To The Guy On His Phone Next To Me In Last Night's Infant CPR Class.

I took an infant and child CPR class last night at Wesley Medical Center. I’m glad I went; I learned things I didn’t know. What they can’t teach, however, is how to react the moment you realize an unresponsive person needs help. I’ve been through this, and it’s not easy to write about. I’ll share what I can, and I’ll add some takeaways from last night’s class, too.

Here are some of the notes I took during the infant CPR class.

Here are some of the notes I took during the infant CPR class.

Most of you know my mom died a few years ago. We were really close—I got my literariness (if you can call it that) from her. After about a decade, her breast cancer returned. She had a wonderful oncologist—someone I and we have known most of our lives, a physician whose earned national recognition for his work fighting cancer. He was and is a gift to the community—his personality is light! (And I can think of few things I enjoy seeing as much as this physician celebrating at weddings. If you’ve seen it, you know what I’m talking about. He has a wonderful family [children who are doctors and bankers and nonprofiteers] and a wife whose thoughtfulness has reached countless lives.) Even though my mom had a double mastectomy when we first discovered the cancer, some of those cancerous cells metastasized into her lungs, where they lay dormant for years. When the cells began to grow, the working theory was that she had anywhere from two to 10 years remaining. The whole thing was treatable. This is my understanding of the diagnosis and medicine. Doctors who read this may know or understand more about this process, and I’m happy to update this post accordingly.

My mom died on a Saturday, a few months after the initial diagnosis and a few days after she’d had a tube inserted to drain fluid buildup. I’d gone over to my parents’ house to take my dad out for dinner—he’d been working hard physically and emotionally to take care of my mom, and I thought he could use a night out. We were in the kitchen, which, in today’s modern home layouts, doubles as a hearth room, when I heard my mom say, quietly, that she was about to pass out. It’s one of those things you hear and don’t hear at the same time—you know something is happening, but from the time you hear it to the time you process it, whatever is happening happens. You’ve now found yourself in an emergency.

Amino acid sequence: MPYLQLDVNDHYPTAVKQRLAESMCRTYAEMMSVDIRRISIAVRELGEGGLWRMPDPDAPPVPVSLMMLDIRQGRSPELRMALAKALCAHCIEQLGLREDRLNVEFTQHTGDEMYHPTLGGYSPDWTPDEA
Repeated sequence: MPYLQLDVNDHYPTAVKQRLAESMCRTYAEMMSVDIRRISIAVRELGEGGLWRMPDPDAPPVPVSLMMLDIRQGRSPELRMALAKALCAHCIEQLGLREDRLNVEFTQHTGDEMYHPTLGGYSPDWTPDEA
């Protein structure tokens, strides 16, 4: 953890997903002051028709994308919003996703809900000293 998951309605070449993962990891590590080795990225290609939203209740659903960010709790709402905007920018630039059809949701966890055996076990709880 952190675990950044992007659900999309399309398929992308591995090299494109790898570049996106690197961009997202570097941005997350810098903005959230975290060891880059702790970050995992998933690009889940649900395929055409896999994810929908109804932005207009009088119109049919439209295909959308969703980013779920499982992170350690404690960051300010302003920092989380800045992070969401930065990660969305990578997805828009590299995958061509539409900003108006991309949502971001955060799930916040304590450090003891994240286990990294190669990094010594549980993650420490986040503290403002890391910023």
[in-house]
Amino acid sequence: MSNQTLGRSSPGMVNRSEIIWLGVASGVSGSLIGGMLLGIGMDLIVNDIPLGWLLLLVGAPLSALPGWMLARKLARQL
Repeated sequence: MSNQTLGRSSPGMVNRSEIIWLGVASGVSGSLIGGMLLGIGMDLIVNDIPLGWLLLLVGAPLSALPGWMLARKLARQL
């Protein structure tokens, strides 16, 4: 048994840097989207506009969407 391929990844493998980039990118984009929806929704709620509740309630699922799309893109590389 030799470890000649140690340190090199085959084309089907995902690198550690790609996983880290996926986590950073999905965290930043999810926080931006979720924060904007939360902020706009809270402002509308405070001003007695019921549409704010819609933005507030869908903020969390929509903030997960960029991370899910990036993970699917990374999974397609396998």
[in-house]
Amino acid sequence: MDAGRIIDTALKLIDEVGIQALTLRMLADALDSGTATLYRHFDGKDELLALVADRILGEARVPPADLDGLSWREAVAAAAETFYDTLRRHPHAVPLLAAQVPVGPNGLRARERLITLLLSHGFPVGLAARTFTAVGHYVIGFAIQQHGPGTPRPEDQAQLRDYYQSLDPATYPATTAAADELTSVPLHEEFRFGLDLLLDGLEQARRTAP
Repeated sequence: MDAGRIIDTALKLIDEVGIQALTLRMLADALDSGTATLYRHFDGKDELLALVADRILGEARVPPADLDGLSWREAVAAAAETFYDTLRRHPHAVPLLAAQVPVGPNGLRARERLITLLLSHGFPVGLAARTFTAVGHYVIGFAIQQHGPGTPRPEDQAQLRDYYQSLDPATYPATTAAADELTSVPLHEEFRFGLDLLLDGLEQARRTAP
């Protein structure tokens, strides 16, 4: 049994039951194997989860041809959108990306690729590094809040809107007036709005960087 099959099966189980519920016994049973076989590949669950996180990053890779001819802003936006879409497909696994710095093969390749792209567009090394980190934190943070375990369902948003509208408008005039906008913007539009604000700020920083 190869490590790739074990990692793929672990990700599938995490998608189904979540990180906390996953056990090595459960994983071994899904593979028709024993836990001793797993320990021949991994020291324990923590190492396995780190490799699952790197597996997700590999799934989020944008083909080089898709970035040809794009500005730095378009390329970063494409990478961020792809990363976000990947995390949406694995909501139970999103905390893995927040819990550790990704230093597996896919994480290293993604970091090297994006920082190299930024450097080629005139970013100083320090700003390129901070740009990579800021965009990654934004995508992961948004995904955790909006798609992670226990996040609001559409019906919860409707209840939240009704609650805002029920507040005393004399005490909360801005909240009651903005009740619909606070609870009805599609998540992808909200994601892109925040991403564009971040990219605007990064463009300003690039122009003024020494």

This is where it’s important to note, embarrassingly, that I’ve had no formal CPR training. Perhaps we studied it in Cub Scouts (of which my mom was a Den Mother), but other than seeing episodes of E.R. or Grey’s Anatomy, I had no idea how to resuscitate a human.

My mom fell back on the couch. We’d been talking about how we could never figure out how to set the timers on the dual ovens in their kitchen. Yes, that was the discussion: dual oven timer settings. When I reached her, she was on the couch in a seated position with her head tilted back, wheezing. Not knowing what to do, my first thought was that I needed to establish a way to communicate so she could tell me what was wrong. I climbed on top of her, placed my hands at the sides of her head—thumbs adjacent the sockets of her eyes—and asked if she could hear me. It seems silly now, but I said, “If you can understand me, blink twice.” No blinking occurred.

I didn’t know then but know now she was beyond help the moment she passed out.

I shouted to my dad to call 911. Let me reiterate that this happened in between 30 seconds and one minute. Take a moment, now, to set your iPhone timer for one minute. Pause and begin the countdown. Wait. Imagine all of everything I’ve just told you happening within that timeframe. First responders are heroes—they move inside flicker streams when lives are at stake.

There are details that I’m not going to share here. It’s not that they’re private; I’m not ready to write about them. It’s been 935 days since my mom died, and I’ve thought about this sequence of events at least once on each of those 935 days. Throughout last night’s CPR class, I relived this sequence in an especially awful and difficult way.